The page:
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Norwegian forests still haunted by Nazi super ship

Decades after it sunk, the legacy of the battleship Tirpitz is still evident in the environment.

Earlier this week at the European Geophysical Union meeting in Vienna, Claudia Hertl presented work arising from our Mainz/Minnesota collaboration on the side-effects of the Tirpitz’s deployment to Norway during the Second World War.

Where is Tirpitz? - Sir Winston Churchill

I’ve had a wonderful time this past year helping Claudia, Jan, and Oli sort through the Tirpitz puzzle and the cause of the mysterious missing rings in 1945. I had actually never heard of the Tirpitz before, and I’ve been fascinated by this unknown (by me) story of one of the most interesting naval stories from the war. Two of my great-uncles were pilots in the Royal Air Force (enlisting from Canada), one of them a bomber pilot flying the de Havilland Mosquito. The Tirpitz was eventually sent down by Lancaster bombers rather than Mosquitoes, but it’s also encouraging that this project has brought together scientists from counties on opposites sides of the war to look back at the environmental impacts of these few battles on a lonely northern fjord in Norway.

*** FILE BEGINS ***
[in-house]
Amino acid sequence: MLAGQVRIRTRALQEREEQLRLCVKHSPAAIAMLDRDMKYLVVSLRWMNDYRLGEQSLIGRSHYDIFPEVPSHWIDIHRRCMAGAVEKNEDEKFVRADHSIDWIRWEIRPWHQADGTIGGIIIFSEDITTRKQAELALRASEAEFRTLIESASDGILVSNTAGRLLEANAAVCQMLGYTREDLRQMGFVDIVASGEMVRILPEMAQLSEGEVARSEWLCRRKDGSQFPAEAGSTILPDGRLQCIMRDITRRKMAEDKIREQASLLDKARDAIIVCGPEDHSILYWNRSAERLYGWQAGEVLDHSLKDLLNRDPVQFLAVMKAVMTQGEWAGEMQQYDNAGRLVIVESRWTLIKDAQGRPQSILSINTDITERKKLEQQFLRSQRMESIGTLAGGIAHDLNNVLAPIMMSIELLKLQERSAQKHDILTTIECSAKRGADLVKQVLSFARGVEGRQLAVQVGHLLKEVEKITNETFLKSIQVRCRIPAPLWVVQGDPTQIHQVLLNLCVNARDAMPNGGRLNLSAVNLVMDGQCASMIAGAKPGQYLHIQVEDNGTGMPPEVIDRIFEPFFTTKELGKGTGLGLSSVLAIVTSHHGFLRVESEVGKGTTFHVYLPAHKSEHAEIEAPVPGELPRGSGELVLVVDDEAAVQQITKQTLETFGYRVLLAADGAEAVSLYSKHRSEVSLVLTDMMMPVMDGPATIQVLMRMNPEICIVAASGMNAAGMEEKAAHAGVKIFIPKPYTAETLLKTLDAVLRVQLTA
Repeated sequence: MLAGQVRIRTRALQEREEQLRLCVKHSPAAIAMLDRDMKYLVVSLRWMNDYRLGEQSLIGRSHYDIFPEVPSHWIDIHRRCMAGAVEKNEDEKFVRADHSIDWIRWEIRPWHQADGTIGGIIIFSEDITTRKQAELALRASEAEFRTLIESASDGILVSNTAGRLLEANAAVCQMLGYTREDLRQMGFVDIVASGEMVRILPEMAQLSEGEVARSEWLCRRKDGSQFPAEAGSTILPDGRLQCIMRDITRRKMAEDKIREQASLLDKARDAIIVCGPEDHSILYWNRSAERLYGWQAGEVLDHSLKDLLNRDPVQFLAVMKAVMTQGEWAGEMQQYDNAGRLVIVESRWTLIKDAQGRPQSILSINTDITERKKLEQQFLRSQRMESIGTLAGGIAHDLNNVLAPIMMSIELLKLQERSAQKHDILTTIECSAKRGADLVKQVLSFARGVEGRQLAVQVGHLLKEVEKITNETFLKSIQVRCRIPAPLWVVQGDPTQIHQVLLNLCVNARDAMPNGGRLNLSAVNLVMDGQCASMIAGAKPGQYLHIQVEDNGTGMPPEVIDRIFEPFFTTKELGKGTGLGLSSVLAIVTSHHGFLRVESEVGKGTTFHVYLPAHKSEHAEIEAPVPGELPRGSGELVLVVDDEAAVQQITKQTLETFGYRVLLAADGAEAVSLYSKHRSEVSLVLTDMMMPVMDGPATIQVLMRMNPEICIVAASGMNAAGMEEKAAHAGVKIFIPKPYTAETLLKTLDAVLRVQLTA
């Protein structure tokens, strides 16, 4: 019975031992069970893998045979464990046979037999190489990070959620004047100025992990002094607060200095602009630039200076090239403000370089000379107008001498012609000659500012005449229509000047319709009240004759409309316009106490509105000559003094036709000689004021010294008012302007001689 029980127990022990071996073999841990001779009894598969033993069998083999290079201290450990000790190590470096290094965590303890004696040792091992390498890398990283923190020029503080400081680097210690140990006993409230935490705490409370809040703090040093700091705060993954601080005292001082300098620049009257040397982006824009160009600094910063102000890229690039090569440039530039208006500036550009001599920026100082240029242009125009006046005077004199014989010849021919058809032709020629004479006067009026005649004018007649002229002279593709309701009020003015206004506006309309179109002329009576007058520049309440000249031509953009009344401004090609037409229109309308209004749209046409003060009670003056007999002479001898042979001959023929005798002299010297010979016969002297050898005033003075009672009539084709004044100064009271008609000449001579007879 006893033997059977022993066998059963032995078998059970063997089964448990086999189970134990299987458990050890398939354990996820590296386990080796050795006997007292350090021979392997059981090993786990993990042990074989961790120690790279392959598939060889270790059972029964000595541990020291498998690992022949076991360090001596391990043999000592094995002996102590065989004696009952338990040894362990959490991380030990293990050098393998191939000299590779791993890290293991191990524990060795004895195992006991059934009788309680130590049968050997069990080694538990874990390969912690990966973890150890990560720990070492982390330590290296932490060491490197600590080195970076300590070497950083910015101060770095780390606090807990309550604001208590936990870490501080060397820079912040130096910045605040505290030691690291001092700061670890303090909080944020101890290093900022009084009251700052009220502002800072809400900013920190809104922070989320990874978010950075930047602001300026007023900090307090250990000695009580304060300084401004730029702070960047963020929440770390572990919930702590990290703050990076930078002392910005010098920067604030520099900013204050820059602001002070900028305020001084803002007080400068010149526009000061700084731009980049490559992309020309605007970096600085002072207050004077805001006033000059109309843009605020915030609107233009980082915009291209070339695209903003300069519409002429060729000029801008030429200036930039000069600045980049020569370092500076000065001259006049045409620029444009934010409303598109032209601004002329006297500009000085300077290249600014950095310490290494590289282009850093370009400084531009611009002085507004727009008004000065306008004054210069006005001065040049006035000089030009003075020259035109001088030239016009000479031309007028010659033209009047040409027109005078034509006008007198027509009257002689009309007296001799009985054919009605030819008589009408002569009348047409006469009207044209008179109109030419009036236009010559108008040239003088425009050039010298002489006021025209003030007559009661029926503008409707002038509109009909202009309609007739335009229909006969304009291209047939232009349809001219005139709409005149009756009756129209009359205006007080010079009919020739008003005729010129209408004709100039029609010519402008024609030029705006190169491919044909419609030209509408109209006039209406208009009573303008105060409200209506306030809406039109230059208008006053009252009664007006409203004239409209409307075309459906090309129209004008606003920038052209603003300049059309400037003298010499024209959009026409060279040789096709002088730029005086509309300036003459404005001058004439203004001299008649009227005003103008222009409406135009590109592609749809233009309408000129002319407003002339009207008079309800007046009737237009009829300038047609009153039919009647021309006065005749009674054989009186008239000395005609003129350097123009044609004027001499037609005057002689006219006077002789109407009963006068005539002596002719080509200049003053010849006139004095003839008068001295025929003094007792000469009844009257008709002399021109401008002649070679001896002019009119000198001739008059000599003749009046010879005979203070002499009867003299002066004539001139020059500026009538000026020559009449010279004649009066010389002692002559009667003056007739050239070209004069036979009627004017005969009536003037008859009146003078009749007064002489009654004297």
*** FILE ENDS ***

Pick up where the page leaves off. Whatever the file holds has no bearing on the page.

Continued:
This work is still ongoing but has already attracted a lot of attention in the media (and across many countries). I’ll post links to stories as I spot them.

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